MIDI doesn’t come up in audio waveform instead it comes up as chunks of data per note. These chunks of data are compiled up of bytes. Audio interfaces, however, come up on your screen in the traditional soundwave format.
How do they behave differently?
MIDI is more versatile than audio. Since MIDI comes up as information on how it was played, there is a lot more to play around with. For example, you can manipulate virtual instruments into playing the exact notes with the correct tension. Audio, however, limits a lot of these options and actions.
When you hit a wrong note, or it was held too long, the audio interface typically records it. Once it's been transmitted into sound waves, it can be hard to change it, and you usually have to go back and record it again. One of the great things about MIDI is you don't have to repeat the process. Instead, once it's recorded on your device or computer, you can edit the performance.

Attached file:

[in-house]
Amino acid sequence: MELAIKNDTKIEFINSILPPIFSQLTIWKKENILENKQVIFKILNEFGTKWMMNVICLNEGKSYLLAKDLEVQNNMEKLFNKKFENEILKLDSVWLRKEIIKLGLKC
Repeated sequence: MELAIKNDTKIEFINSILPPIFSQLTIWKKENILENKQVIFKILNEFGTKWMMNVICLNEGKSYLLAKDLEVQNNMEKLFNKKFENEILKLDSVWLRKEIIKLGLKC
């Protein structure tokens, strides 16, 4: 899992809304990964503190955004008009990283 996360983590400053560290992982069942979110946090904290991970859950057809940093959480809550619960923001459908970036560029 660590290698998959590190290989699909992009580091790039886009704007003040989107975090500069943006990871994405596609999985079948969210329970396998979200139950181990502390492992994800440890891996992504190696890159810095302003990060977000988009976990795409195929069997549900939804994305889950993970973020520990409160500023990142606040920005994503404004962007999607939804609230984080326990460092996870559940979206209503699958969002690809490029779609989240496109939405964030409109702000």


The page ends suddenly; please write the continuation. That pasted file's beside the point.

Why do I need a MIDI Interface?
As we mentioned previously, MIDI interfaces are a versatile piece of recording gear. There are a ton of different uses for these devices. Let’s take a look at a few.
To connect a Keyboard or module to the computer
This is probably one of the most common reasons people invest in a MIDI interface. Maybe you have a sound module like a keyboard and you want to connect it to your DAW (digital audio workstation) like Ableton or Cubase. Only it doesn’t have a USB outlet.